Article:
Acting with James Franco
Op-Eds with James Franco
James Franco, he of the Shia LaBeouf sympathy camp, will be showing a bunch of his art school films that didn’t get wide release as part of IFC’s Francofest from March 5th – March 13. Catch him during one of his eight personal appearances and ask him the secret of life: Legend has it that he’ll be forced to answer you, or pay you off in marijuana.
Acting with James Franco
You would think that the clash between two famed Hollywood dilettantes like James Franco and Shia LaBeouf would be inevitable. After all, Mr. Franco got into his weird art phase around the same time he started collaborating with Marina Abramovic, whom Mr. LaBeouf has clearly ripped off in his new “viral” performance #IAmSorry. (Just remove his bag head, and you basically have The Artist is Present, though Ms. Abramovic has called Mr. LaBeouf’s work “manipulative.”)
But instead of lashing out at what seems like just another form of LaBeouferism, Mr. Franco took to the op-ed pages of The New York Times to defend the star.
Update: We’ve been informed that today’s Longest Read actually belongs to this 5,000-word essay on She’s All That. The Observer apologizes for the error.
“Franco, casting the risks aside, has chosen to play Benjy, the Compsons’ developmentally disabled son.” – Mike Spies clocking in at 4,213 words for Vocativ.com, writes about being on-set for James Franco’s cinematic retelling of The Sound and the Fury, which he is also directing.
Here are some highlights (besides Franco playing the mute, mentally retarded brother):
Adding to the avalanche of violence coming to a screen near you for the holiday season is Homefront, another eye-averting cornucopia of bloodshed and torture with Jason Statham, the balding British import who acts so tough you think he gargles with battery fluid. Considering the popularity of the TV show Homeland, it’s either an act of indifferent courage or an act of ferriferous stupidity to confuse the audience with a title like Homefront. I’ll be the judge. You be the jury.
Fashion Week Observed
Considering how BANANAS Kanye West’s concerts have been recently, it’d almost be believable that he was behind the celebrity mocking of his most recent music video starring his soon-to-be wife, Kim Kardashian.
But you know that Kimye has nothing on Sames Roganco.
The old driver with a long white beard had no idea what he was getting himself into. He had been hired to drive around the ATL Twins Friday night, eventually taking them to The Lightbox, an event space in the Garment District, for The Line Up, a bash thrown for the witty, subversive fashion Read More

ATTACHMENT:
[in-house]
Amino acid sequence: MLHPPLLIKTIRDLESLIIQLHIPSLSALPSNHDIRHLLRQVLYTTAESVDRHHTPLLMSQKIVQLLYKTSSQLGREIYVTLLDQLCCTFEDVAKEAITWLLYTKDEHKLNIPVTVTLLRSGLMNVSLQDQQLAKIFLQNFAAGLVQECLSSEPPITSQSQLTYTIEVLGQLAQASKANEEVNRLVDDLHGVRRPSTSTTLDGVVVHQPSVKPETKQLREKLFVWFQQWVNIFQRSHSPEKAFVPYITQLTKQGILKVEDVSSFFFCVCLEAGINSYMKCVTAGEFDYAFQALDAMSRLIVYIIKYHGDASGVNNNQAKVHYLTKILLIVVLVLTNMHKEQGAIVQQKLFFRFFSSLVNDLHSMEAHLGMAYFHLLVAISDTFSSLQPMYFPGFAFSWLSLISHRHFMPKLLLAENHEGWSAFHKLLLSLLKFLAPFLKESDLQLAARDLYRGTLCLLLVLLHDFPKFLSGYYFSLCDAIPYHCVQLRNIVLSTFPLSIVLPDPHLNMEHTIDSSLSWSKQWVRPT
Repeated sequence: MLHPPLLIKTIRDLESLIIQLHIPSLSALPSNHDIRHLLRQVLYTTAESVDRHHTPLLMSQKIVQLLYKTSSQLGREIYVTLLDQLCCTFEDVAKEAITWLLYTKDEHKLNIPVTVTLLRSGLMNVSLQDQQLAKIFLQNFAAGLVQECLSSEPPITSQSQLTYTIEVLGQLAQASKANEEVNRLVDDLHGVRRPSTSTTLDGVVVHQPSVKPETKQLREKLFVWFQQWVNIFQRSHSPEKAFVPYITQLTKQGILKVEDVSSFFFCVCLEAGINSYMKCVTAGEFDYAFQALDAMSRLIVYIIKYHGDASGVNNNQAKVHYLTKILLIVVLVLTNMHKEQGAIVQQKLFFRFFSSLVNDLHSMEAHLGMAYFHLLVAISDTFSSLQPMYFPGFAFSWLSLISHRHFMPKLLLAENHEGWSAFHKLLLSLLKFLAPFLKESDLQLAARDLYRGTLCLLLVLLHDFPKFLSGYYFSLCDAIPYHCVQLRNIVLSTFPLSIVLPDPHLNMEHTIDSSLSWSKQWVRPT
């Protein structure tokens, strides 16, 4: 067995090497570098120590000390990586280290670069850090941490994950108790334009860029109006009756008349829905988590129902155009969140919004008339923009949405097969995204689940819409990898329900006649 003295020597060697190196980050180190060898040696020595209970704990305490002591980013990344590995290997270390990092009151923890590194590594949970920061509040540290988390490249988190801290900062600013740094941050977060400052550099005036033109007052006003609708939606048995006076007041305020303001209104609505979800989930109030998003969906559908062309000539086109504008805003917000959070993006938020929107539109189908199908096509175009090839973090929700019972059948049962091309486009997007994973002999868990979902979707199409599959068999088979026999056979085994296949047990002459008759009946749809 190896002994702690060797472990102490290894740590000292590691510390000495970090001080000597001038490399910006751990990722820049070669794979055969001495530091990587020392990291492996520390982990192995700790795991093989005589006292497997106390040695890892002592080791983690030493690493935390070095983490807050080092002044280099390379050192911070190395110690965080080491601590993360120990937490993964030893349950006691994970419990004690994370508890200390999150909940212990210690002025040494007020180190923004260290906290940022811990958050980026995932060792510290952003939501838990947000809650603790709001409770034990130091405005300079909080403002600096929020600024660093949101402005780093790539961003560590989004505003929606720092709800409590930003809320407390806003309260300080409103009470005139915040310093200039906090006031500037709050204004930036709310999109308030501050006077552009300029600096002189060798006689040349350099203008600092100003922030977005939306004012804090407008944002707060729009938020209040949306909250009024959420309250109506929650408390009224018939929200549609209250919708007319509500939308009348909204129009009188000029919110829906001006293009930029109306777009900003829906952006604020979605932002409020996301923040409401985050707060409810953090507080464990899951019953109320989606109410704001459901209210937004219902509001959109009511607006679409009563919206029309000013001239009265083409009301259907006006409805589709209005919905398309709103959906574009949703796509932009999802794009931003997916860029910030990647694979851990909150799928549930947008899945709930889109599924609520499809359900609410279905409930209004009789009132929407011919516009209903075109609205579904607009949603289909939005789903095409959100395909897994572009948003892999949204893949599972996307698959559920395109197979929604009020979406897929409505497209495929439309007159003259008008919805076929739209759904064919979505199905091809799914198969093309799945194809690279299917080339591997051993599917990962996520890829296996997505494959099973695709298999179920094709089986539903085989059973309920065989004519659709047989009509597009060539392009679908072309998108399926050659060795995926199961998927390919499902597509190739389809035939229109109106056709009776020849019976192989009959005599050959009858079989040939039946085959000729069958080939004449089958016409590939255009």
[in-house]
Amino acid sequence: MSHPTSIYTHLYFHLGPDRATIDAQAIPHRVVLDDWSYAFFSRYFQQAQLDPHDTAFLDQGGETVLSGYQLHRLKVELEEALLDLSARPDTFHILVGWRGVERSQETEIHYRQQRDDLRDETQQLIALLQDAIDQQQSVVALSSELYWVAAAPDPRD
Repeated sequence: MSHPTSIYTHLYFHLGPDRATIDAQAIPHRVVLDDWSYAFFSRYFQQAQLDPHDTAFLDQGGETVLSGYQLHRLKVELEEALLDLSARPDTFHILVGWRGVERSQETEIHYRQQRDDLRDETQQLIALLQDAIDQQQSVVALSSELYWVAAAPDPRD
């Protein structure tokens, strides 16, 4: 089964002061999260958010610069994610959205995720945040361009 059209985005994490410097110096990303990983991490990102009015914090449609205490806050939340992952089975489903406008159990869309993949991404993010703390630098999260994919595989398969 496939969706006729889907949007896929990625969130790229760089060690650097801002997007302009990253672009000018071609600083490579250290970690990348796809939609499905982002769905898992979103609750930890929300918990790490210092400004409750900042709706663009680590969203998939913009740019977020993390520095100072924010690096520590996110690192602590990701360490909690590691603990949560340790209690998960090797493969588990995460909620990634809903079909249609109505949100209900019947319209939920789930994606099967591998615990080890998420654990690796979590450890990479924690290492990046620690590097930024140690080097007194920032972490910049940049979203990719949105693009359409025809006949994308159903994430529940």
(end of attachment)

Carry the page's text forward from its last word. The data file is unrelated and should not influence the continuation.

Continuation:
The Eight-Day Week
Last night, the Comedy Central Roasts series finally trotted out James Franco for mauling—ironically the one guy you’d want to make cry, But this show was different. It was not like other roasts, as someone (Jeff Ross?) pointed out, mostly because there weren’t a bunch of strangers making vicious fun of a celebrity on stage together. Instead, Mr. Franco’s roast looked more like a party from This Is the End, which I have heard is a movie that begins with a party at James Franco’s house with all of his friends “dogging” each other.
That is certainly what last night was all about! And it genuinely made for a better roast, in our opinion, because it wasn’t just Lisa Lampanelli and Mr. Ross venting their life grievances on whoever is unfortunate to be on stage with them. It was more like bro-time, with the Judd Apatow bros! (In fact, there were only two women: Sarah Silverman and Natasha Leggero.) James Franco didn’t really get roasted, unless in the sense that the president gets “roasted” at the White House Correspondent’s Dinner, where all the jokes serve to reinforce the personality and ideals of the roastee. Ha, ha, you are into “hope and freedom, Mr. President!” Like that, except it was about art and being gay.
The multi-hyphenate James Franco does so much so well—besides acting, à la his brilliant cameo as Hugh Hefner in Lovelace—that it’s a challenge to keep up with all of his projects. His book California Childhood, which came out in June, is a scrapbook-y collection of personal memories, sketches, paintings, poems, and other flotsam and jetsam. Read More
There’s a new trend taking off in Williamsburg, but this one’s a little more commercial than its residents would probably like.
Over the space of two days in the past week, both Kanye West and James Franco have taken over walls in the hip neighborhood across the water, joining a fast growing fashion for P.R. Read More
As part of YouTube’s “Comedy Week,” Zach Galifianakis held a very special edition of his Funny or Die web series Between Two Ferns which starts out like a regular James Franco interview but then gets weird real quick. Lonely Island and Edward Norton co-star, which is great, because we haven’t seen those guys in forever. (Edward Norton, where’ve you been hiding?)